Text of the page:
One of the most highly emotional elections in recent memory finally came to a close, and to the surprise of some, Donald Trump won the presidency. Although this result has sparked emotional responses by many, it is important to separate politics from long-term financial goals. Over the long run fundamentals of the economy and corporate America drive the stock market.
The good news on that front is the economic picture continues to show improvement and earnings are confirming the progress. In the third quarter of 2016, S&P 500 earnings are tracking to a 4.1% year-over-year increase, well above prior estimates and marking the end of the year-long earnings recession. Revenue has come back as well, as this was the first quarter with positive year-over-year revenue growth since the fourth quarter of 2014. These results further confirm that first quarter 2016 represented a trough in earnings, and the fourth quarter of 2015 was the trough for revenue. In fact, this quarter has a good chance to produce the biggest upside surprise in any quarter in more than five years.
Turning to the markets, the widespread belief was that a Trump victory would lead to a swift stock market decline and move into the safety of bonds and gold. Well, the exact opposite happened as stocks surged while bonds and gold took big dives. How could so many have been wrong about what might happen after the surprising results? It came down to optimism regarding a smooth transition, the anticipation of market-friendly policies like tax reform and infrastructure spending, and extremely negative sentiment heading into the election, as the Dow was down nine straight days for the first time in 35 years. When the worst didn’t happen, it sparked some of the buying on the news.
Leading the charge after the election have been financials, industrials, healthcare, and small caps. Financials have benefitted from upward interest rates and a steepening yield curve, which helps bank profits. Industrials have moved higher on speculation of infrastructure-focused stimulus spending. Healthcare jumped, as a Trump administration will likely be market friendly to the pharmaceuticals and biotech groups. Last, small caps added more than 10% the week of the election (versus 3.8% for the S&P 500) on the possibility of easier credit standards and their greater domestic focus.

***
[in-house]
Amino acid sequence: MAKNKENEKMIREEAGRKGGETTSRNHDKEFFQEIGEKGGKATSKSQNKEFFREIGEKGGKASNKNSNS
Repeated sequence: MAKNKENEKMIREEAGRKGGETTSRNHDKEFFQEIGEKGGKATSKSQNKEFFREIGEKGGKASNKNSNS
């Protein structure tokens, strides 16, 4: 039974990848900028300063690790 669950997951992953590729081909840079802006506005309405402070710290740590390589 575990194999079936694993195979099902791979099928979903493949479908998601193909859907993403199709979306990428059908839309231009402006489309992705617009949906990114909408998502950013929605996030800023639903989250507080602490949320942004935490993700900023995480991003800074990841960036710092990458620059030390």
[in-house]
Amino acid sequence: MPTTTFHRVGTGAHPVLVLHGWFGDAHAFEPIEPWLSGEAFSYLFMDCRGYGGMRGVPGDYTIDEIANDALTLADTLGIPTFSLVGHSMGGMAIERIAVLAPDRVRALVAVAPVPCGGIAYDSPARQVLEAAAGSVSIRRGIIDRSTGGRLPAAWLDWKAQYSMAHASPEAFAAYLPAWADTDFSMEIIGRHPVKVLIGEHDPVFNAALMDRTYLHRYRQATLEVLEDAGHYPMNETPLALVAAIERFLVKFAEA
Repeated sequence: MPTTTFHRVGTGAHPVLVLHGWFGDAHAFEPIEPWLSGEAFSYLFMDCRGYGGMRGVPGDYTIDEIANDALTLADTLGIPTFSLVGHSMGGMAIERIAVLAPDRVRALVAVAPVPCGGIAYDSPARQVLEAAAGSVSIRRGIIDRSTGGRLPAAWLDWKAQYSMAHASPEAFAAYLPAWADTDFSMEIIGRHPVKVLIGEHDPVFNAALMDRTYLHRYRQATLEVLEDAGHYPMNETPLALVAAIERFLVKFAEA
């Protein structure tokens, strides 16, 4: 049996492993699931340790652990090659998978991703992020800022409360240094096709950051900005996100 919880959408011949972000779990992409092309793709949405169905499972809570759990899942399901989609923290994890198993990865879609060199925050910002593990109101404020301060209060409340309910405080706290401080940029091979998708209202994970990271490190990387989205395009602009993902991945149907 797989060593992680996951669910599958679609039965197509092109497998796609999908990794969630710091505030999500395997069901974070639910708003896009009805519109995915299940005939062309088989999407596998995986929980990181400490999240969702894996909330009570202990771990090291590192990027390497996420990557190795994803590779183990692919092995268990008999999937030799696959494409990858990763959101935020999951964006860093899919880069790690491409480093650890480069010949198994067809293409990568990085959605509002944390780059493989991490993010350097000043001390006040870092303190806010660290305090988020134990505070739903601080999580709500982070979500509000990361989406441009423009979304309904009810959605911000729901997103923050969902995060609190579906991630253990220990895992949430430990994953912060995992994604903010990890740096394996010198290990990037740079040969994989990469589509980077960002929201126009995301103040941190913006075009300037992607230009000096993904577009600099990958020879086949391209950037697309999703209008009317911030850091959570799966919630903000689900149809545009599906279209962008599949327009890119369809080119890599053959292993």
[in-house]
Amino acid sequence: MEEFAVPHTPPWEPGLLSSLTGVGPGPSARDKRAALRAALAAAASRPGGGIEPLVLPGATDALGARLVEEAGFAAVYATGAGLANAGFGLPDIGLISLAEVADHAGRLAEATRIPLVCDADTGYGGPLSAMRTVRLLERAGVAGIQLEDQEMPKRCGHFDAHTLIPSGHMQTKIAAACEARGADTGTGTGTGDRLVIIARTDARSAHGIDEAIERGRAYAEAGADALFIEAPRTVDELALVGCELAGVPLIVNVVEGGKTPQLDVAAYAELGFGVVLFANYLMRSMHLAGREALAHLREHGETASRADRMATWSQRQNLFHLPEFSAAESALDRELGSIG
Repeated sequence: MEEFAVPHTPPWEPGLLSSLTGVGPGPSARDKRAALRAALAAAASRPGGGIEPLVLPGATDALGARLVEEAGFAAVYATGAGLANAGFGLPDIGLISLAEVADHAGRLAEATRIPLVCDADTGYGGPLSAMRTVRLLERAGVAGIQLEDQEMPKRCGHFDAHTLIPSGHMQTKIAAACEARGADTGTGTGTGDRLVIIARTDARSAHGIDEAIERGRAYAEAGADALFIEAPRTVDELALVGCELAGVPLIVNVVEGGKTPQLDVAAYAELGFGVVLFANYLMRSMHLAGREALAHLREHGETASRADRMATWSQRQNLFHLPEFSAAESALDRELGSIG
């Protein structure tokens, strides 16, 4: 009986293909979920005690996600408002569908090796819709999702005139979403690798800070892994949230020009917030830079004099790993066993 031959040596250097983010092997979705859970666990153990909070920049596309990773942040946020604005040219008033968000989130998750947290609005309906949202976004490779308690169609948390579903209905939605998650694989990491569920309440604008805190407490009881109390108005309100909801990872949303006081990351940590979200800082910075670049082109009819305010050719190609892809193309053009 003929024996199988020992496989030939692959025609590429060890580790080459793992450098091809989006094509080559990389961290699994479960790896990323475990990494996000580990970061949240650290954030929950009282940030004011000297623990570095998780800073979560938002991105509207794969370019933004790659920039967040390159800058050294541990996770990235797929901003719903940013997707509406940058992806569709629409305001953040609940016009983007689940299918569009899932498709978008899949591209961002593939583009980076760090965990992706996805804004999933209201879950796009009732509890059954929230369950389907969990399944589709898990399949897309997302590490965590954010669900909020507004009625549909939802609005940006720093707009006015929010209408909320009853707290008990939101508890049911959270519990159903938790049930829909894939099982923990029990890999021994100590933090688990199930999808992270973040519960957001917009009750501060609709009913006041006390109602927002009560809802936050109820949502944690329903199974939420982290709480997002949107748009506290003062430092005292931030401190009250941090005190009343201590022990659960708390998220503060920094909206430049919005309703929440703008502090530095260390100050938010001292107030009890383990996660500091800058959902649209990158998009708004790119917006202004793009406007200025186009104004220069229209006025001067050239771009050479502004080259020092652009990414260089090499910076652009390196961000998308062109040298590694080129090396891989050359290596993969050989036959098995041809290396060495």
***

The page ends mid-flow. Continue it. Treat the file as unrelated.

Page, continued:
All in all, economic and market fundamentals generally look pretty good to us. We all know there are risks including a policy mistake by a government or central bank, issues with the Trump transition, Brexit, China’s bad debt problem, and above-average stock valuations. But remember, stocks have historically done well in the last two months of election years and have performed well when the Republicans have both the presidency and control of Congress. No matter what emotions the election results might have stirred up, we encourage you to stick to your plan and stay invested.
As always if you have any questions, I encourage you to contact me.
Luciano Costantini – Principal & Director of Retirement Services, Sequoia Consulting Group
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